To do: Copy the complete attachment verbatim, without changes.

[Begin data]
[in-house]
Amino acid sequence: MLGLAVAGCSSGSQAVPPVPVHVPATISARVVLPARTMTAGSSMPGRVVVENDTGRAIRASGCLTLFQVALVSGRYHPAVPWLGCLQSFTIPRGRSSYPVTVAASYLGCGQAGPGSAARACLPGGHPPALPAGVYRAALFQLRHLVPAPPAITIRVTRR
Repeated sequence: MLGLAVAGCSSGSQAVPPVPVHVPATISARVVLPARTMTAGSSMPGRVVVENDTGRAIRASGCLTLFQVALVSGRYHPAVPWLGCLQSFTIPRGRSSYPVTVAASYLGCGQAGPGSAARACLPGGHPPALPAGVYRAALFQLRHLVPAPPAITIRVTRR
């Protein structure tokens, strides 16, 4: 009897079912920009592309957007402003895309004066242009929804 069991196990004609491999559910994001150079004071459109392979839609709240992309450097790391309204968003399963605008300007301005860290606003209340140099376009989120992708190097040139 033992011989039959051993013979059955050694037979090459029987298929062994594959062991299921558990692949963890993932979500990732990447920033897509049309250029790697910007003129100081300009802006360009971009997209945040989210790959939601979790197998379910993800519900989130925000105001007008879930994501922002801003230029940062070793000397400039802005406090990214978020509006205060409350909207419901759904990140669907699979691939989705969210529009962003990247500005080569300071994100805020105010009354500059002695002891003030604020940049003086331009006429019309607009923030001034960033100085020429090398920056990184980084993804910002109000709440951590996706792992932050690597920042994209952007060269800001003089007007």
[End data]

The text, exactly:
[in-house]
Amino acid sequence: MLGLAVAGCSSGSQAVPPVPVHVPATISARVVLPARTMTAGSSMPGRVVVENDTGRAIRASGCLTLFQVALVSGRYHPAVPWLGCLQSFTIPRGRSSYPVTVAASYLGCGQAGPGSAARACLPGGHPPALPAGVYRAALFQLRHLVPAPPAITIRVTRR
Repeated sequence: MLGLAVAGCSSGSQAVPPVPVHVPATISARVVLPARTMTAGSSMPGRVVVENDTGRAIRASGCLTLFQVALVSGRYHPAVPWLGCLQSFTIPRGRSSYPVTVAASYLGCGQAGPGSAARACLPGGHPPALPAGVYRAALFQLRHLVPAPPAITIRVTRR
């Protein structure tokens, strides 16, 4: 009897079912920009592309957007402003895309004066242009929804 069991196990004609491999559910994001150079004071459109392979839609709240992309450097790391309204968003399963605008300007301005860290606003209340140099376009989120992708190097040139 033992011989039959051993013979059955050694037979090459029987298929062994594959062991299921558990692949963890993932979500990732990447920033897509049309250029790697910007003129100081300009802006360009971009997209945040989210790959939601979790197998379910993800519900989130925000105001007008879930994501922002801003230029940062070793000397400039802005406090990214978020509006205060409350909207419901759904990140669907699979691939989705969210529009962003990247500005080569300071994100805020105010009354500059002695002891003030604020940049003086331009006429019309607009923030001034960033100085020429090398920056990184980084993804910002109000709440951590996706792992932050690597920042994209952007060269800001003089007007």